Rental report: More apartments, few affordable units


Although construction of new apartments in the metro area rose by 70 percent in the last year, the supply of units that are available to lower income renters continues to be extremely tight.

MPR News cites new data from the Minnesota Housing Partnership, which finds the vacancy rate for apartments that rent for under $1,000 a month is just 2.2 percent. In May, average rents in the Twin Cities topped $1,000 a month for the first time.

Chip Halbach, executive director of the Minnesota Housing Partnership, said that the supply of affordable units that rent for $650 a month or less have "declined this last decade by one half," meaning very limited options for people whose earnings are on the low end of the wage scale.

"People just do not have the incomes to pay for the housing that's out there or the new market rate housing being created," he said.

There are plenty of luxury rentals, with more on the way. On Wednesday, The Journal reported that a new $36 million 11-story building overlooking Gold Medal Park in downtown is in the works; called the Encore, it would offer units with monthly rents ranging from $1,600 to about $7,000.

Meanwhile, the 36-story LPM Apartments near Loring Park in Minneapolis is near completion, and there are new high-end rentals in downtown, Dinkytown, Uptown and St. Paul.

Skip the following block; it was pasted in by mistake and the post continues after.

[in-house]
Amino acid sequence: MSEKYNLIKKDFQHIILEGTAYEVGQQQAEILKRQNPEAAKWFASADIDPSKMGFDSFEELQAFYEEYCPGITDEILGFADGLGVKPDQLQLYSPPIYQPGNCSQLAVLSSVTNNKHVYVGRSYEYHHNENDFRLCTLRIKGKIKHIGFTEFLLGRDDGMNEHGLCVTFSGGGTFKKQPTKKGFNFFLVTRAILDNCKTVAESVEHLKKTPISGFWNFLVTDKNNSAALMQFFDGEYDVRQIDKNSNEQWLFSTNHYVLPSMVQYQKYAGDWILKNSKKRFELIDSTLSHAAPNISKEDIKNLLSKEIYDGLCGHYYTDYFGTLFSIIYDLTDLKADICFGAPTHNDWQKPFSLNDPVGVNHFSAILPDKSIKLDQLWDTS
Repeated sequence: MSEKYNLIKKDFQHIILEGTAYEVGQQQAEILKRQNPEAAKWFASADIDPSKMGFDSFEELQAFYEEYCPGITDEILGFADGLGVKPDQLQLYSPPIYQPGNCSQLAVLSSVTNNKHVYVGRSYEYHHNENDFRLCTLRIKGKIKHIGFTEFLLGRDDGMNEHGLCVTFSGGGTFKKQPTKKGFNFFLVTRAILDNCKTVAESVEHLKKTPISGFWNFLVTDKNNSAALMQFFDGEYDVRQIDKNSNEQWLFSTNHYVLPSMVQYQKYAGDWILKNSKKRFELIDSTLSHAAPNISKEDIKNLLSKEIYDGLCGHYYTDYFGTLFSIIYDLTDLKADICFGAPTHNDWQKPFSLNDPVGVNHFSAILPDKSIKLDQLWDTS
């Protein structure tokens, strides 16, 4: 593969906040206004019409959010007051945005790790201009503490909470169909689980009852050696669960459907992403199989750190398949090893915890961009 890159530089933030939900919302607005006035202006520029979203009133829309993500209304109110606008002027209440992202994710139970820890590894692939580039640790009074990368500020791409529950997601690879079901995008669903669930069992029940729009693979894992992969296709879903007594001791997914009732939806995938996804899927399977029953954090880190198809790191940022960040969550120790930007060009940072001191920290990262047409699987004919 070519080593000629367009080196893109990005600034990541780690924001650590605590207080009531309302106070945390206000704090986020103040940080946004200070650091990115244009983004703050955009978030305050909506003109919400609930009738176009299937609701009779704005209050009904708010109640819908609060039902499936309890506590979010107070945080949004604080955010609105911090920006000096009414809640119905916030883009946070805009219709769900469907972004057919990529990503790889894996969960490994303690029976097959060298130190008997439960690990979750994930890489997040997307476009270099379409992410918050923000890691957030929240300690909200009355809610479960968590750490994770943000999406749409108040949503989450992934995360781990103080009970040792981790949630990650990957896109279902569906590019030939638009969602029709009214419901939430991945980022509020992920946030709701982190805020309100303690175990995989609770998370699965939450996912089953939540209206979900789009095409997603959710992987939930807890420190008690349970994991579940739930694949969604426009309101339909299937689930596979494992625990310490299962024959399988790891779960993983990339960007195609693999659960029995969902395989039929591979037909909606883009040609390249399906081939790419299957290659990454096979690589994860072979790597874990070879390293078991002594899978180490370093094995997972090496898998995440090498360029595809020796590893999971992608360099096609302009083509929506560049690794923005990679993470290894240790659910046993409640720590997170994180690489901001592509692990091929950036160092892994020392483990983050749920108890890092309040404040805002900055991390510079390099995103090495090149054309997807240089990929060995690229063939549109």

A report issued late last year by the Housing Partnership showed that average rents in the metro had increased by 8.5 percent over the past three years.

Halbach told MPR that demand from young professionals, empty nesters and people who are unable to qualify for a mortgage are pushing the monthly rental rates higher.

There's also an affordable housing crunch in other parts of the state. Last month, a 350-page report by Maxfield Research on behalf of the Mayo Clinic, Olmsted County and the Rochester Area Foundation showed that the vacancy rate for affordable rentals in Olmsted County stood at 1.2 percent. An official with the Minnesota Housing Fund told the Rochester Post-Bulletin that 5 percent is generally a healthy balance between supply and demand.

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